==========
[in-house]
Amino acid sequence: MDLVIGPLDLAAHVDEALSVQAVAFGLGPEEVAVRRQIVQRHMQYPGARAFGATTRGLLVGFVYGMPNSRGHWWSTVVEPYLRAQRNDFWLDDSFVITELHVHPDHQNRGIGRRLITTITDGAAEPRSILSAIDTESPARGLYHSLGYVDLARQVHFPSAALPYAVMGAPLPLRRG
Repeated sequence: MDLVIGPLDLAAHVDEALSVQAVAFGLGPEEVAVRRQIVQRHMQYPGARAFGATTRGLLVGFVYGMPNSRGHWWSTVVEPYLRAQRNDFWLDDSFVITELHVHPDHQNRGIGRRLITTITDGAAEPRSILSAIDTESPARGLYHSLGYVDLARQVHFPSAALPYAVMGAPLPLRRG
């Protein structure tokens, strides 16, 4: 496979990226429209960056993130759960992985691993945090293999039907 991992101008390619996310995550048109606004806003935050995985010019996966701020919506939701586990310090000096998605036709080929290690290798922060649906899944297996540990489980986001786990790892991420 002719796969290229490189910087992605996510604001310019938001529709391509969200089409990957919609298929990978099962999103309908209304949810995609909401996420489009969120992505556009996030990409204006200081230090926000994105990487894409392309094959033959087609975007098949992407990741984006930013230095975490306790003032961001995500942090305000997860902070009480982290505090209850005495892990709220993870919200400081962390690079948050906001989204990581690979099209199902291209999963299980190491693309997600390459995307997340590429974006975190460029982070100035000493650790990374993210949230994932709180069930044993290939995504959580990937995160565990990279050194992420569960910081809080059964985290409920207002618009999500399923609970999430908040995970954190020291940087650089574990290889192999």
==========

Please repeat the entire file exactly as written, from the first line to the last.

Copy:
[in-house]
Amino acid sequence: MDLVIGPLDLAAHVDEALSVQAVAFGLGPEEVAVRRQIVQRHMQYPGARAFGATTRGLLVGFVYGMPNSRGHWWSTVVEPYLRAQRNDFWLDDSFVITELHVHPDHQNRGIGRRLITTITDGAAEPRSILSAIDTESPARGLYHSLGYVDLARQVHFPSAALPYAVMGAPLPLRRG
Repeated sequence: MDLVIGPLDLAAHVDEALSVQAVAFGLGPEEVAVRRQIVQRHMQYPGARAFGATTRGLLVGFVYGMPNSRGHWWSTVVEPYLRAQRNDFWLDDSFVITELHVHPDHQNRGIGRRLITTITDGAAEPRSILSAIDTESPARGLYHSLGYVDLARQVHFPSAALPYAVMGAPLPLRRG
């Protein structure tokens, strides 16, 4: 496979990226429209960056993130759960992985691993945090293999039907 991992101008390619996310995550048109606004806003935050995985010019996966701020919506939701586990310090000096998605036709080929290690290798922060649906899944297996540990489980986001786990790892991420 002719796969290229490189910087992605996510604001310019938001529709391509969200089409990957919609298929990978099962999103309908209304949810995609909401996420489009969120992505556009996030990409204006200081230090926000994105990487894409392309094959033959087609975007098949992407990741984006930013230095975490306790003032961001995500942090305000997860902070009480982290505090209850005495892990709220993870919200400081962390690079948050906001989204990581690979099209199902291209999963299980190491693309997600390459995307997340590429974006975190460029982070100035000493650790990374993210949230994932709180069930044993290939995504959580990937995160565990990279050194992420569960910081809080059964985290409920207002618009999500399923609970999430908040995970954190020291940087650089574990290889192999």